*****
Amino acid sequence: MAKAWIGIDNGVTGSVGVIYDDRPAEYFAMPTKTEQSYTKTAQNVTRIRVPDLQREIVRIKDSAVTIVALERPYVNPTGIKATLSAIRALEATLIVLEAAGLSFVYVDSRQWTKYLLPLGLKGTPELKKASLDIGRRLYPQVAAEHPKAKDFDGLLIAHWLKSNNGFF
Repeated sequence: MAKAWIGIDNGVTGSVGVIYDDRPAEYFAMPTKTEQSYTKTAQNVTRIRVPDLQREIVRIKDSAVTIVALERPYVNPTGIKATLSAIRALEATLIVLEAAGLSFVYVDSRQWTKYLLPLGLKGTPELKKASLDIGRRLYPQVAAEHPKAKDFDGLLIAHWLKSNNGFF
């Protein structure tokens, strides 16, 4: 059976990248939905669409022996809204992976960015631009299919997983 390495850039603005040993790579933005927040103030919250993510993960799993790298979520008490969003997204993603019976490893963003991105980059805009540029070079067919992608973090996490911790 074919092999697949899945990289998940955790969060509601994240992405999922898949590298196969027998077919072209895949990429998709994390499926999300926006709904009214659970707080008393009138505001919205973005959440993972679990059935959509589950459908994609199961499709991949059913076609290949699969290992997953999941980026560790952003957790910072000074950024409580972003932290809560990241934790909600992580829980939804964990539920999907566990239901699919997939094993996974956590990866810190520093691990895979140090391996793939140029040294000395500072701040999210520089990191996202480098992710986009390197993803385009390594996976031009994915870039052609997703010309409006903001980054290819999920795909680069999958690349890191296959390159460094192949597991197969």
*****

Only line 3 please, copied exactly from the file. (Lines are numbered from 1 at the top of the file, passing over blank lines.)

């Protein structure tokens, strides 16, 4: 059976990248939905669409022996809204992976960015631009299919997983 390495850039603005040993790579933005927040103030919250993510993960799993790298979520008490969003997204993603019976490893963003991105980059805009540029070079067919992608973090996490911790 074919092999697949899945990289998940955790969060509601994240992405999922898949590298196969027998077919072209895949990429998709994390499926999300926006709904009214659970707080008393009138505001919205973005959440993972679990059935959509589950459908994609199961499709991949059913076609290949699969290992997953999941980026560790952003957790910072000074950024409580972003932290809560990241934790909600992580829980939804964990539920999907566990239901699919997939094993996974956590990866810190520093691990895979140090391996793939140029040294000395500072701040999210520089990191996202480098992710986009390197993803385009390594996976031009994915870039052609997703010309409006903001980054290819999920795909680069999958690349890191296959390159460094192949597991197969």